New microarchitectural flaws on processor have been published in May 2019. As Meltdown, Spectre and Foreshadow, these new vulnerabilities can allow a malicious user to steal sensitive data like passwords and user keys from other system programs or virtual instances. It may affects all systems using an Intel CPU.
Vulnerabilities have been collectively called "Microarchitectural Data Sampling" (MDS) and more specifically ZombieLoad, RIDL and Fallout.
Linux Kernel, virtualization stack and CPU microcode will have to be updated to mitigate read access to CPU's cache and memory. Updates may lead to performance impact.
Details of the vulnerability
CVE-2018-12130 - Microarchitectural Fill Buffer Data Sampling (MFBDS)
A flaw was found in the implementation of the "fill buffer", a mechanism used by modern CPUs when a cache-miss is made on L1 CPU cache. If an attacker can generate a load operation that would create a page fault, the execution will continue speculatively with incorrect data from the fill buffer while the data is fetched from higher level caches. This response time can be measured to infer data in the fill buffer.
For more details about the vulnerability, we invite you to read the official PDF paper.
CVE-2018-12126 - Microarchitectural Store Buffer Data Sampling (MSBDS)
Modern Intel microprocessors implement hardware-level micro-optimizations to improve the performance of writing data back to CPU caches. The write operation is split into STA (STore Address) and STD (STore Data) sub-operations. These sub-operations allow the processor to hand-off address generation logic into these sub-operations for optimized writes. Both of these sub-operations write to a shared distributed processor structure called the 'processor store buffer'. As a result, an unprivileged attacker could use this flaw to read private data resident within the CPU's processor store buffer.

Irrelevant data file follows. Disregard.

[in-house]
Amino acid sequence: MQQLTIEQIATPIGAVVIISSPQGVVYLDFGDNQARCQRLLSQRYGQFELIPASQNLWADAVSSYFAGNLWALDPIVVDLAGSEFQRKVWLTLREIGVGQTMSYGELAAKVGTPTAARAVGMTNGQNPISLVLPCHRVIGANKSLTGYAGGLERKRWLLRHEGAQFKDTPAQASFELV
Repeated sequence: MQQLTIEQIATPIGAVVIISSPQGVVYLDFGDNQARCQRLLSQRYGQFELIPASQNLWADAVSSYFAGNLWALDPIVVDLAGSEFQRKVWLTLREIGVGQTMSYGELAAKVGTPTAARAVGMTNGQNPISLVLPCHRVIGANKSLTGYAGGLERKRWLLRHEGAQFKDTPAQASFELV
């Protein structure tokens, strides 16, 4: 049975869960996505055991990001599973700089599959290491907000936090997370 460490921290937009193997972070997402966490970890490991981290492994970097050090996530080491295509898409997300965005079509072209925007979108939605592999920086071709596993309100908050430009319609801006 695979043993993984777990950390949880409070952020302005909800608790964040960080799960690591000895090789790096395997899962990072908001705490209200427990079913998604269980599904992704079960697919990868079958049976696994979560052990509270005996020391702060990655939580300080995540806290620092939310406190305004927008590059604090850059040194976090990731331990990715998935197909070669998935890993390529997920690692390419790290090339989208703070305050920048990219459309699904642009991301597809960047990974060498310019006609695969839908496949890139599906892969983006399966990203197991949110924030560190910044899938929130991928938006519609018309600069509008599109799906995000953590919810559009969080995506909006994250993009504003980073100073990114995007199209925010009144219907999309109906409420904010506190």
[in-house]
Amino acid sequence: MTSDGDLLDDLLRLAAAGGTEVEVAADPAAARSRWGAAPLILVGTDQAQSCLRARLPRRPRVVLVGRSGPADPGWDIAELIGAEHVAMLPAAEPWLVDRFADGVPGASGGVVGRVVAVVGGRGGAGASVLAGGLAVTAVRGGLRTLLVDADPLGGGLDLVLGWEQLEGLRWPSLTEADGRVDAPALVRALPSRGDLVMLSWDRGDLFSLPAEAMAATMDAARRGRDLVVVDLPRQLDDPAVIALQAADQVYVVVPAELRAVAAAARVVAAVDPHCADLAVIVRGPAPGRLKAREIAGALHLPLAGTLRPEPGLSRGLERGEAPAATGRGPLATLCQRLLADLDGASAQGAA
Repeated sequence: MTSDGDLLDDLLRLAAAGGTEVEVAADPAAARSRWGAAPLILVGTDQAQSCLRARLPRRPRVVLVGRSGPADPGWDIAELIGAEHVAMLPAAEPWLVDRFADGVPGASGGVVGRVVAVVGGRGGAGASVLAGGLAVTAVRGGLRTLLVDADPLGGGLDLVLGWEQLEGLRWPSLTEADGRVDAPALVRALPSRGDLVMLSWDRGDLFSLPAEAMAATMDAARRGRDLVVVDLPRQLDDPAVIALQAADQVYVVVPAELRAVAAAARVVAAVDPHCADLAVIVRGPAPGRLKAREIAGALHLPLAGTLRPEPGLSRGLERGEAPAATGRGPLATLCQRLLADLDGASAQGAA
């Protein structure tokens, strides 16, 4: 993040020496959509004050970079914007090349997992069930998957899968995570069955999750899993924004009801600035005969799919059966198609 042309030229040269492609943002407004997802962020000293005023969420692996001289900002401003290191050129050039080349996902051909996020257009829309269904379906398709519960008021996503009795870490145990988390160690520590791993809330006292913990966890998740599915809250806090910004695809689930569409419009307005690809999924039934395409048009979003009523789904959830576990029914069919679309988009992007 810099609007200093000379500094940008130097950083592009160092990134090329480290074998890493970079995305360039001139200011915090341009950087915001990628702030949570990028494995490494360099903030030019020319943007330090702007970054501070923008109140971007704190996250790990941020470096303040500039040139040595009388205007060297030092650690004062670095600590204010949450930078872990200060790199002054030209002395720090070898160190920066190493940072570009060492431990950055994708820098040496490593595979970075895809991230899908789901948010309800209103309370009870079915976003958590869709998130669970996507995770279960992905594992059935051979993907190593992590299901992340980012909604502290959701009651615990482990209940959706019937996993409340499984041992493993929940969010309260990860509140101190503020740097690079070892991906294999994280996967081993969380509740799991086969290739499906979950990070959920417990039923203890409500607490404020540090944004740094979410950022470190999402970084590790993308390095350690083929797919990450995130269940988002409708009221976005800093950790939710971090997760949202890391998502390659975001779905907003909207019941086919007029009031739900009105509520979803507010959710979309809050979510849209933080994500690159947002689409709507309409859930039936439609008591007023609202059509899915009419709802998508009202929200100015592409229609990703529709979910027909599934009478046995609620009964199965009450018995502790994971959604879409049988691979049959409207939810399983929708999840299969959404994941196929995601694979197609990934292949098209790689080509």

CVE-2018-12127 - Microarchitectural Load Port Data Sampling (MLPDS)
Microprocessors use a ‘load port’ subcomponent to perform load operations from memory or IO. During a load operation, the load port receives data from the memory or IO subsystem and then provides the data to the CPU registers and operations in the CPU’s pipelines. Stale load operations results are stored in the 'load port' table until overwritten by newer operations. Certain load-port operations triggered by an attacker can be used to reveal data about previous stale requests leaking data back to the attacker via a timing side-channel.
CVE-2019-11091 - Microarchitectural Data Sampling Uncacheable Memory (MDSUM)
Uncacheable memory on some microprocessors utilizing speculative execution may allow an authenticated user to potentially enable information disclosure via a side channel with local access.
Rohde & Schwarz Application Security products are not affected because they do not execute untrusted data, yet the operating systems will be updated as soon as Linux Kernel and CPU microcode fixes are released. Fixes on will be available in next releases.
However please note that, when running in a virtual machine, information from Rohde & Schwarz Application Security products (including secrets) may be leaked to other untrusted virtual machines running on a same vulnerable host. Thus we advise to update virtualization stack, microcode for processors, and all guest systems running on the same host (guests' update may be less critical provided the host is up to date, though).
Kernel and microcode updates will be available for the forthcoming versions:
- R&S®Web Application Firewall 6.5.3 (LTS)
- i-Suite 5.5.15 (LTS)
- DAOS 10.5.6 for rWeb or in a patch content
The cloud provider for Cloud Protector is currently validating patches to be deployed on his platform.
A kernel update for Ubuntu is available. To perform the update, open the administration interface, go to Configuration and Check for updates.